Outrigger on the Lagoon -Fiji has had recent success in curbing its Indian Mynah bird problem thanks to the efforts of the Canberra Indian Myna Action Group Inc (CIMAG).
In 2013, guests Nick and Jane Hall whilst holidaying at the Outrigger on the Lagoon ∙ Fiji, relayed their affiliation to the CIMAG during a conversation with Resort General Manager Peter Hopgood about the mynah bird problem at the property. Mr. Hall offered to assist the resort with plans on how to construct traps to capture the menacing birds.
Nick provided the engineering team at the resort with plans and instructions on how to build the Mynah traps.
Peter Hopgood the General Manager of the resort offered the staff a reward of $1,000.00 FJD to any staff who was able to build and capture the mynah birds. Resort GM Hopgood promised all materials would be supplied and all the staff were required to do was build a trap and successfully catch some mynah birds.
With all the excitement for the lucrative prize money, two traps were built and were placed at the resort’s rubbish collection center where the mynah birds regularly feast. The engineering team believed the money was theirs, however after two weeks not one bird was captured. Disappointment set in and the interest dropped. The score was settled at Mynah birds One – Fiji Zero.
Due to the lack of success with the resort engineering team, Mr. Hopgood invited Nick and Jane Hall to return to Fiji to assist the team to build the traps and to catch these pests.
In late January, Nick Hall and his family arrived at the resort with one collapsible trap as the prototype, with all the necessary materials pre ordered to conduct his work. With the family settled in and enjoying the resort activities, Nick got to work instructing the resorts engineering team on how to construct the traps.
Some of the engineering staff were skeptical of the traps, stating they had previously built similar contraptions earlier which were unsuccessful.
Not to be deterred, Nick Hall and the engineers built four traps that were then carefully placed around the resort using fresh tropical Fijian fruit as bait in the hope of enticing the first pair of illusive mynah birds. Day one results proved futile. On day two the critters ate all the fruit and still managed to elude the traps. Worry set in for Nick as he continuously monitored the traps without success. He was not sure as to how to move forward and it did not help with the few snide remarks coming from the engineering team, alleging the big white hunter travelling all the way from Canberra Australia was yet to catch anything.
On day 3, Nick was determined to show these mynah birds who was boss. After two sleepless nights Nick received some great information from his wife Jane, that when she was at the poolside the day prior, she noticed the birds eating the left over French fries from the guest’s plates. He was reinvigorated, excited even, saying “let’s try this!”
With a container full of freshly cooked hot chips, placed on old white china plates, replicating the birds’ poolside feeding habits, Nick reset the traps. The pressure and anticipation was intense but the results came quickly as the first pair of elusive Mynah birds were trapped and all the cages were rapidly filling. On the 4th day, 18 birds were captured and the results continued to increase to a high 80 plus by the time Nick and his family checked out of the resort.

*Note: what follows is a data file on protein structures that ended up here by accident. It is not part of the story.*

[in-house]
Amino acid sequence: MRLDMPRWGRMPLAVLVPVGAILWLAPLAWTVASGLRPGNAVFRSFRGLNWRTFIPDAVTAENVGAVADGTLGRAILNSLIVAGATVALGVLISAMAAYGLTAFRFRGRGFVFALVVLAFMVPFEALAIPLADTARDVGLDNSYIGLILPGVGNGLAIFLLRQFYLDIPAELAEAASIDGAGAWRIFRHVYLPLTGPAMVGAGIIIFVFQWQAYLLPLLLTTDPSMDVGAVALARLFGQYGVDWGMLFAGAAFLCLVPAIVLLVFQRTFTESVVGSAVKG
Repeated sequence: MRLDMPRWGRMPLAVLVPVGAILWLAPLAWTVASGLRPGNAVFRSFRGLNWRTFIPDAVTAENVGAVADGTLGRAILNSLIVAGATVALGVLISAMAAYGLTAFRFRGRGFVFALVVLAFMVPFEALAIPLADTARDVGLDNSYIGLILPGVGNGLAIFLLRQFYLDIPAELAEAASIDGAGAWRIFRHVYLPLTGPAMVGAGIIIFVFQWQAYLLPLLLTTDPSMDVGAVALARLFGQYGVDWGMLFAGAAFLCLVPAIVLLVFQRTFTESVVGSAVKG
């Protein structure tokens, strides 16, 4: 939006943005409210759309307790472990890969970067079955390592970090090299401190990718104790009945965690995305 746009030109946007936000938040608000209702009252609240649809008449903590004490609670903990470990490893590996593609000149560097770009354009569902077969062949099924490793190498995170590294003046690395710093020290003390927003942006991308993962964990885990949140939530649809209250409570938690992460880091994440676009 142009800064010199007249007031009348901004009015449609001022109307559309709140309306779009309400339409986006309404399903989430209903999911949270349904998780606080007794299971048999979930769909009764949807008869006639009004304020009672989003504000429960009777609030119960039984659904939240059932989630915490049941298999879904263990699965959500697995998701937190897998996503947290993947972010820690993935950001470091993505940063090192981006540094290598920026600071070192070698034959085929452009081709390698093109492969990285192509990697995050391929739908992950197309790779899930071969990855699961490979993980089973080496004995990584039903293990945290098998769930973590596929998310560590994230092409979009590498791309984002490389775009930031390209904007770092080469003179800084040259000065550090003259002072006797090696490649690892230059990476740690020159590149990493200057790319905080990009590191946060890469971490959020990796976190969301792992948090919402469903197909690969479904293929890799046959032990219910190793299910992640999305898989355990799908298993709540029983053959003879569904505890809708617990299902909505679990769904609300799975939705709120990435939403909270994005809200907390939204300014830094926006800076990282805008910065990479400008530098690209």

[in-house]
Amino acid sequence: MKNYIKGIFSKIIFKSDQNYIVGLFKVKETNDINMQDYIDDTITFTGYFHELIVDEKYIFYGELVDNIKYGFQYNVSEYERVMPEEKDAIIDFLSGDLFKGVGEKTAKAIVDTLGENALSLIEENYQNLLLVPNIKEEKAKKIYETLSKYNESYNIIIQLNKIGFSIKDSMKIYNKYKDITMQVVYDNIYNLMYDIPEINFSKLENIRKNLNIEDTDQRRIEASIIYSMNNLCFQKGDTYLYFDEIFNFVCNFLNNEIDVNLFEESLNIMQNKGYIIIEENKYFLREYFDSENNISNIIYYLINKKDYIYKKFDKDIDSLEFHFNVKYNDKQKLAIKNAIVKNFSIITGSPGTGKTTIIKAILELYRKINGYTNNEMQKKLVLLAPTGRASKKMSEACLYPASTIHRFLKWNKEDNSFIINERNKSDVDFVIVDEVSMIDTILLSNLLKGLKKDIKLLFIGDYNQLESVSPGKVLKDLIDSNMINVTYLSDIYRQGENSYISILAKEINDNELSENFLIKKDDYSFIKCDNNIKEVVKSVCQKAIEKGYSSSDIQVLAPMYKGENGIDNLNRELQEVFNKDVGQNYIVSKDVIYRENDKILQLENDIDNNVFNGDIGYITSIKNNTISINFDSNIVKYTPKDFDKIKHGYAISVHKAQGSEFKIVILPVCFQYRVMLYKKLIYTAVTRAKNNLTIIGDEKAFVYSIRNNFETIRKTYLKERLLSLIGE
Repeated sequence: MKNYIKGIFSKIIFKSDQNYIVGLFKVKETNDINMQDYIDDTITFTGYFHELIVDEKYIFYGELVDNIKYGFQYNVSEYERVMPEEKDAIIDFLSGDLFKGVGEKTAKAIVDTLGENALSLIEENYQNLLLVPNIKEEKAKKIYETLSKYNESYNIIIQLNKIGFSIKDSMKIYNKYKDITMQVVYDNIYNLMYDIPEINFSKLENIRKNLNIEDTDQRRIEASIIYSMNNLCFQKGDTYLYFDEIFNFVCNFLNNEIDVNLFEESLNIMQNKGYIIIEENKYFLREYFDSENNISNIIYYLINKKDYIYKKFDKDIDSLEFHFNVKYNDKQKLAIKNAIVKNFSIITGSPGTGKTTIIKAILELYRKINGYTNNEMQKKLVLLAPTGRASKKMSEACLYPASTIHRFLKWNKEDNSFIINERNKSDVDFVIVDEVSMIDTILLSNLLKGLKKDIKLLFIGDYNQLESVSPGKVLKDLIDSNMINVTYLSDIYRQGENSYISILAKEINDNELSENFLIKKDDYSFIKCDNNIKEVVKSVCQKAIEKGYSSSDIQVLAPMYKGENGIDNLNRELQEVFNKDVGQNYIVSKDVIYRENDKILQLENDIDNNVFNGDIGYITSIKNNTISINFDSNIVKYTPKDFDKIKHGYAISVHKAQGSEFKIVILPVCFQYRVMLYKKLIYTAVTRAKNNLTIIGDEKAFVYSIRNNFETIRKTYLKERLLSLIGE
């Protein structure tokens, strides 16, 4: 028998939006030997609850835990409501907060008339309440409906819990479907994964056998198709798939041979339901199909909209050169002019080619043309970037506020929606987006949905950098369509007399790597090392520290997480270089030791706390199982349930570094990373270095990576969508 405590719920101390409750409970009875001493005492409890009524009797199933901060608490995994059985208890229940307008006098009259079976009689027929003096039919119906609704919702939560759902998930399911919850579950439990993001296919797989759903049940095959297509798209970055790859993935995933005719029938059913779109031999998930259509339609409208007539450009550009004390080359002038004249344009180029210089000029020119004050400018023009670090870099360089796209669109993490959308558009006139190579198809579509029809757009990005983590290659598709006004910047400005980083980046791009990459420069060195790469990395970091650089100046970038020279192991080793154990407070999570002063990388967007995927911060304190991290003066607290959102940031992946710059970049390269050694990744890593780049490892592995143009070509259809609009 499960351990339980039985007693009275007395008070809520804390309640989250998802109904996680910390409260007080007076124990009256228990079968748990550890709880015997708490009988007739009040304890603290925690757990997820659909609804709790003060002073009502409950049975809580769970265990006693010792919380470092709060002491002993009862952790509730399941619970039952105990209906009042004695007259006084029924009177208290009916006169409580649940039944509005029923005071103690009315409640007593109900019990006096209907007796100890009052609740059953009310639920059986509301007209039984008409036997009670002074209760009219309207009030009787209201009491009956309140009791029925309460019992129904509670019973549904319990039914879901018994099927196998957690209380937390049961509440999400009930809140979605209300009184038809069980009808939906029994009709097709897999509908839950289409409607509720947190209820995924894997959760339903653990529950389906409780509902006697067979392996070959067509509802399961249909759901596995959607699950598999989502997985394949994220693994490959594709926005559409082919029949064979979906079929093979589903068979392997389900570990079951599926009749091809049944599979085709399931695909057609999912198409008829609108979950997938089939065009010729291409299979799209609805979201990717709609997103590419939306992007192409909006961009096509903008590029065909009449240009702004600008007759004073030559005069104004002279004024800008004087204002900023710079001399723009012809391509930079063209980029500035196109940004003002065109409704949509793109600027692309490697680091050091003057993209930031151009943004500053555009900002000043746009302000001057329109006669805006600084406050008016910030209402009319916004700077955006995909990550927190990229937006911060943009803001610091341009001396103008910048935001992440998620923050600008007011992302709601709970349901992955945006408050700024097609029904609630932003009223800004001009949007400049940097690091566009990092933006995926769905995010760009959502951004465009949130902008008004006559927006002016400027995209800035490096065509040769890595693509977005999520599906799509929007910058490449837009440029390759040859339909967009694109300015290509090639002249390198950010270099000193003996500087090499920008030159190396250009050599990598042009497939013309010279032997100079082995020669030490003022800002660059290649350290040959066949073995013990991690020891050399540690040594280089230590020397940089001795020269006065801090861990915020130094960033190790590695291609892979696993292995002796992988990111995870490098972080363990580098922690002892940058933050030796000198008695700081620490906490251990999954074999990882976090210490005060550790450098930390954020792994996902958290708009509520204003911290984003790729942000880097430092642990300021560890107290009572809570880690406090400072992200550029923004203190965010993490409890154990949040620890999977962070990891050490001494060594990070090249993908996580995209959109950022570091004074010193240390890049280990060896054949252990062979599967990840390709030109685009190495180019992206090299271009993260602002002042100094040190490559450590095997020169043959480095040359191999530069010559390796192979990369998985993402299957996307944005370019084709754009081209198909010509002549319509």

Resort General Manager Peter Hopgood is glad to finally solve the issue of the cheeky mynah birds.
“We were all pleased with the results, no more than Nick I can assure you. The resort now has a much quieter and surreal feel to it; the native birds are more visible as the competition has lessened. This doesn’t mean that the mynahs have been eradicated, we still have an issue at hand but not as much as before Nick’s assistance”, Mr. Hopgood stated.
Mr. Hopgood stated the staff would not have anything to do with euthanizing the birds.
“We understand that this is also a cultural issue that most of our staff were not comfortable with because they felt these birds were native to Fiji. It was explained to the staff in detail how the mynah birds are an introduced species to Fiji and the negative impact it has on the native species of the country”, Mr. Hopgood continued.
“We explained to our staff that we were using very humane methods of euthanizing the mynah birds, however they shied away from these responsibilities. Fijians will not harm any creature that is not food and the issue was very sensitive”, Mr. Hopgood stated.
With special cages and bags used to remove the birds from their traps, the staff were taught the proper humane methods of euthanizing the birds.
“The number of birds we have managed to capture has also intrigued the Canberra Indian Myna Action Group Inc (CIMAG), especially with the use of French fries as a lure. We recommend this group to other resorts and properties that may be facing the same problem. It is a worthy investment and our resort, guests and native bird species are much happier for it”, Mr. Hopgood added.
As at the end of March, 1,103 Mynah birds have been caught.
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